Circ. Water Pipe Leaking
Nuclear Generating Station
Pipe leak on section with limited access, where replacement was not an option.
- CW Pipe – 24 Diameter
- Leak near flange
- Previously repaired with other methods as shown.
Repaired pipe with carbon fiber wrap with the following elements:
- Provided Engineering Calculations for repair
- Removed previous repair and prepared surface
- Stopped leaks
- Wrapped pipe with CFRP per engineering drawings
- Inspected and tested final repair
Leak repaired with CFRP on existing pipe section. Repair completed during an outage in a 48 hour timeframe.
Steel Pressurized Water Pipe
CFRP Repair & Testing
Engineers wanted to determine if high strength composites could be used to perform fast, non-intrusive repairs to pressurized steel pipe. A test was designed using a severely damaged piece of 18″ diameter steel pipe. The pipe section had lost wall thickness of 50% to 100% due to corrosion. As can be seen, the pipe was completely corroded through leaving a number of holes including one large 2″ x 4″hole.
First the corrosion was removed using abrasive blasting. The large holes were covered with light gauge sheet metal and attached with silicone caulk. Then, a multi-layer carbon fiber system was applied to the pipe. The system included a galvanic insulator and three layers of heavy ounce fabric. The system was installed wet on wet to simulate field repair conditions.
The pipe section was transported to the plant for testing. Hydro-testing equipment was connected to the pipe segment. Pipe fitters checked all fittings prior to pressurizing the pipe segment treated with carbon fiber reinforcement. After filling the pipe with water, pressure was gradually increased in 50 psi increments with a five minute dwell time at each interval. Once the pressure reached 200 psi, the dwell time was extended to 60 minutes. There was no breech in the carbon fiber reinforcement and there was no pressure drop
The pipe showed no signs of damage or leaking when sustained pressure of 200 psi was applied. The high strength carbon fiber repair system proved to be a viable repair method that would provide ease of installation, replacement strength for the steel lost through corrosion, a water-tight seal under design pressure, and significant new corrosion resistance.
The piping was weathered with about 60% showing signs of rust. The remaining 40% appeared to have tight mil scale. The pipe required cleanup and the application of a protective coating to prevent rust and mil scale.
The repair system used multiple coats and flake to provide a permeation resistant membrane coating to prevent rust and mil scale.
The repair method began with abrading the mil scale with 40 grit sand paper to “roughen” the surface. Next the pipe surface was cleaned with high-pressure water to remove dirt and loose rust. We then applied 1 coat at 5 to 7 mils of a surface tolerant epoxy by brush and roller. For the final step, SCG applied a second coat at 2 to 4 mils of high solids poly-urethane.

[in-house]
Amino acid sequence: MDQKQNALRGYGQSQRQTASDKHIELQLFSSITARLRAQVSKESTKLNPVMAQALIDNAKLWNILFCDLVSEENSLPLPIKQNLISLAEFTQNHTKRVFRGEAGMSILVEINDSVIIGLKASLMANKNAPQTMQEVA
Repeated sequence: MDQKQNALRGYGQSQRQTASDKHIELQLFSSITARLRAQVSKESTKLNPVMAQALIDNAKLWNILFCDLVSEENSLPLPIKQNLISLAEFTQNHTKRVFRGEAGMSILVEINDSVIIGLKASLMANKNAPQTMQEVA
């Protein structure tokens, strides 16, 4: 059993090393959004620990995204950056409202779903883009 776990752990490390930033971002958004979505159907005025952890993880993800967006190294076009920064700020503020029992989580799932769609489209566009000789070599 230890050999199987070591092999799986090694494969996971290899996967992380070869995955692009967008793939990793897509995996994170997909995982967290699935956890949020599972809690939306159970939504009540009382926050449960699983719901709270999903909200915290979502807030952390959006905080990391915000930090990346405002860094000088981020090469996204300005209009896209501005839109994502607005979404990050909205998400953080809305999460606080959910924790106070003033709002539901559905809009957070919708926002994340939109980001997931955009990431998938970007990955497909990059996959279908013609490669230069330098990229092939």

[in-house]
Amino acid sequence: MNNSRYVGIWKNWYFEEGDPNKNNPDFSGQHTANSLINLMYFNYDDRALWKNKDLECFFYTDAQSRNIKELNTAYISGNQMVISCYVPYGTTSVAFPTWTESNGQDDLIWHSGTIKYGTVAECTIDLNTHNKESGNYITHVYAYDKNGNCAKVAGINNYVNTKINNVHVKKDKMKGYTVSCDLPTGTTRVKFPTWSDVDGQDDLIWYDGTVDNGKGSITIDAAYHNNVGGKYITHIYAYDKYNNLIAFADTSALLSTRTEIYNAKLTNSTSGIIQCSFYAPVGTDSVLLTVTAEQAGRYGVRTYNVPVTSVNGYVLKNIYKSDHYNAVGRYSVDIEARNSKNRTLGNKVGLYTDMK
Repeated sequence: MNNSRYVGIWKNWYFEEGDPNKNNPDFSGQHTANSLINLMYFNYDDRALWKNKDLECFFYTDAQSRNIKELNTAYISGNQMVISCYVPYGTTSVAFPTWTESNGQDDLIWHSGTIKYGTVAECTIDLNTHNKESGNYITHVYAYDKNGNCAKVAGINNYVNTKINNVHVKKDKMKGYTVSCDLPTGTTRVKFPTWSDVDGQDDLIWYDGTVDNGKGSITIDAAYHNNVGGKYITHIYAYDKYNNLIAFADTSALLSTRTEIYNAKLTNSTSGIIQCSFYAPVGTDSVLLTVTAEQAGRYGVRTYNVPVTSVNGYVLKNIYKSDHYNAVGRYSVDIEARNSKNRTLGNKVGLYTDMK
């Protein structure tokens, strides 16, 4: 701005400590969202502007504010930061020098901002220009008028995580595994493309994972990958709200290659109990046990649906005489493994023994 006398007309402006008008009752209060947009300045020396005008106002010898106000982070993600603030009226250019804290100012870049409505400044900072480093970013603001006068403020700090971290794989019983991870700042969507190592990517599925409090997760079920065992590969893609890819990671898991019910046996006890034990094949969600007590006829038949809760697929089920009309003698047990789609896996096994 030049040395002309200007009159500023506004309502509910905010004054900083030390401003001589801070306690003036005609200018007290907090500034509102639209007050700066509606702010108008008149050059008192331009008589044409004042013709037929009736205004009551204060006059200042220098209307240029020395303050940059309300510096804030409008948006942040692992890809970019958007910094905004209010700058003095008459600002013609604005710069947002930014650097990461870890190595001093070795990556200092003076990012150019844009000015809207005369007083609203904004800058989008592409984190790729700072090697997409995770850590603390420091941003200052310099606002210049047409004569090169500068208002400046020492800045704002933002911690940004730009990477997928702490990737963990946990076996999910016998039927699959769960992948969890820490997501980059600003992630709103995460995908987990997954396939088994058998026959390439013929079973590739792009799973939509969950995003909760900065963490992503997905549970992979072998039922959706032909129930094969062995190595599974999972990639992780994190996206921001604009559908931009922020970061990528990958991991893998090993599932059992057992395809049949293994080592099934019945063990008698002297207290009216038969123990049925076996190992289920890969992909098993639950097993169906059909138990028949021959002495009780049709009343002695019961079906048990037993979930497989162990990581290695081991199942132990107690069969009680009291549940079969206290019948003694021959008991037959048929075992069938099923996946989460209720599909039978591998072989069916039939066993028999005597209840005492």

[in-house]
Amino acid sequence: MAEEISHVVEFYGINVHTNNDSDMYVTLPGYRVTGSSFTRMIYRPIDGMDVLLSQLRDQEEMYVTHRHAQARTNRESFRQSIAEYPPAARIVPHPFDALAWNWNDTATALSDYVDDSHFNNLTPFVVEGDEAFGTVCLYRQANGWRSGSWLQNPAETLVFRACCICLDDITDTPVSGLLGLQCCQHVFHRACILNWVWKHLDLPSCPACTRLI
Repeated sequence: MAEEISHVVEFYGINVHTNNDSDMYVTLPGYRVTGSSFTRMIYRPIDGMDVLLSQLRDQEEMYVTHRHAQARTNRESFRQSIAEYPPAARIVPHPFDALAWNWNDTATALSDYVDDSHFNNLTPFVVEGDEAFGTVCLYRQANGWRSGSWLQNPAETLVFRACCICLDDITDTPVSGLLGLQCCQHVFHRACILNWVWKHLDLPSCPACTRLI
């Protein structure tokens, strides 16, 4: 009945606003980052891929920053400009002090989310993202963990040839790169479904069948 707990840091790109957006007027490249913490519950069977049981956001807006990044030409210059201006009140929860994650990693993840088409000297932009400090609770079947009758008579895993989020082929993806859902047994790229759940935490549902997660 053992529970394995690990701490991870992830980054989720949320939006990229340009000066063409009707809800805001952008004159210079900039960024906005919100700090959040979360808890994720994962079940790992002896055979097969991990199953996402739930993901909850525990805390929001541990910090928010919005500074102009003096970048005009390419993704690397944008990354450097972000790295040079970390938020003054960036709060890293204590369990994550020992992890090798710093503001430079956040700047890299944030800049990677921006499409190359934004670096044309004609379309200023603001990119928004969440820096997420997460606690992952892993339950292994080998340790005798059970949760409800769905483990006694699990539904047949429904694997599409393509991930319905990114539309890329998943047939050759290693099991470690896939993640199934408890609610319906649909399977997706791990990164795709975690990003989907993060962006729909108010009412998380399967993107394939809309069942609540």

Durable repair developed specifically for this environment that met the required shutdown constraints.
9′ Dia. Hot Gas Duct
Strengthening & Rehabilitation
Structural and integrity reinforcement of secondary bypass duct from furnace.
Severe corrosion of carbon steel hot gas duct resulting in danger of structural collapse and through holes causing EPA reportable releases. Replacing duct would cause extended plant shutdown. Corrosion level of existing steel had reached the level where weld repairs created further damage, and support structure was not designed for additional weight of alloy cladding. Replacement and alloy cladding were also price prohibitive for construction costs and not feasible given plant downtime for extended shutdown. Plant had not considered CFRP repairs as traditional systems have temperature limitations of approximately 160-180 degrees F. This duct cycled from approximately 120 degrees F to 440 degrees F when the furnace was in bypass mode.
By using alternative resins for CFRP and utilizing an insulating barrier layer prior to application of carbon fiber, a CFRP repair provides a structural and integrity repair that was installed without a plant shutdown.
Working with our engineering and materials partners, a testing protocol was developed to prove whether the modified CFRP system would retain its structural properties through long term temperature cycling of the duct.
Once the test protocol was complete, samples of the composite system were created and thermally cycled to replicate the plant and duct operating conditions. Post cycling testing actually provided increased structural capacity and no degradation to the system.
Design and Installation Challenges:
After the testing program produced a viable system, the design process included dealing with long sections of duct that were originally designed to be self-supporting but now lacked structural integrity, and to transfer strength of the CFRP system across stiffeners, flanges and ports on the duct.
The entire duct was modeled using both a 3D Finite Element Analysis and Global Beam. Analysis in order to capture the behavior of the duct and to validate the repair strategies.
The installation process was equally complex, as furnace scrams would send the surface temperature of the duct soaring 300 degrees without warning. The plant operation also created significant challenges for the resin curing process, as materials were force cured during duct operation.
The result of the testing, design and successful installation is a first of its kind, Patent Pending system for using CFRP to structurally repair high temperature systems.
The cost of the repair was a fraction of the alternatives in construction cost, and did not require a single day of plant shutdown, providing an immeasurable economic benefit.